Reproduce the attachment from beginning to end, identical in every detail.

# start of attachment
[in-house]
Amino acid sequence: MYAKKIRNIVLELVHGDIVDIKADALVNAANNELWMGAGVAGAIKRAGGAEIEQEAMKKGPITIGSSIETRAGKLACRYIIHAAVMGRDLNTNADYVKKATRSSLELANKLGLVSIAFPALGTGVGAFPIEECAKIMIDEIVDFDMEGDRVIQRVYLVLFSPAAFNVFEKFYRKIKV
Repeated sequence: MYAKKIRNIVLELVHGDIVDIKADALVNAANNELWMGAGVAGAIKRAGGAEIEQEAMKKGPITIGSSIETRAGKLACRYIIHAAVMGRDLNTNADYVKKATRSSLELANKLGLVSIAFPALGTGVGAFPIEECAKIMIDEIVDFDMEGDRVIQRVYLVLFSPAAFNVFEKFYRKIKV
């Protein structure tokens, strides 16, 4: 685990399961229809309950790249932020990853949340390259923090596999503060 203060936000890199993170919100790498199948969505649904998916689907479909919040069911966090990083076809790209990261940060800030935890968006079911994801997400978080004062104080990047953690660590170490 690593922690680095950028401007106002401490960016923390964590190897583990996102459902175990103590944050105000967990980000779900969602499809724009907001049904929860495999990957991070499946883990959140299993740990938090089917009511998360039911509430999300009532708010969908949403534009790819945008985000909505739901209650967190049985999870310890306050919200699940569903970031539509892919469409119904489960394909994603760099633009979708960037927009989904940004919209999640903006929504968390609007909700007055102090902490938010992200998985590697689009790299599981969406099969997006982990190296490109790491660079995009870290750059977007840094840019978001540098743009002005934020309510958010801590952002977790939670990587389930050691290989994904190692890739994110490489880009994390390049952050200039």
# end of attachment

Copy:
[in-house]
Amino acid sequence: MYAKKIRNIVLELVHGDIVDIKADALVNAANNELWMGAGVAGAIKRAGGAEIEQEAMKKGPITIGSSIETRAGKLACRYIIHAAVMGRDLNTNADYVKKATRSSLELANKLGLVSIAFPALGTGVGAFPIEECAKIMIDEIVDFDMEGDRVIQRVYLVLFSPAAFNVFEKFYRKIKV
Repeated sequence: MYAKKIRNIVLELVHGDIVDIKADALVNAANNELWMGAGVAGAIKRAGGAEIEQEAMKKGPITIGSSIETRAGKLACRYIIHAAVMGRDLNTNADYVKKATRSSLELANKLGLVSIAFPALGTGVGAFPIEECAKIMIDEIVDFDMEGDRVIQRVYLVLFSPAAFNVFEKFYRKIKV
């Protein structure tokens, strides 16, 4: 685990399961229809309950790249932020990853949340390259923090596999503060 203060936000890199993170919100790498199948969505649904998916689907479909919040069911966090990083076809790209990261940060800030935890968006079911994801997400978080004062104080990047953690660590170490 690593922690680095950028401007106002401490960016923390964590190897583990996102459902175990103590944050105000967990980000779900969602499809724009907001049904929860495999990957991070499946883990959140299993740990938090089917009511998360039911509430999300009532708010969908949403534009790819945008985000909505739901209650967190049985999870310890306050919200699940569903970031539509892919469409119904489960394909994603760099633009979708960037927009989904940004919209999640903006929504968390609007909700007055102090902490938010992200998985590697689009790299599981969406099969997006982990190296490109790491660079995009870290750059977007840094840019978001540098743009002005934020309510958010801590952002977790939670990587389930050691290989994904190692890739994110490489880009994390390049952050200039």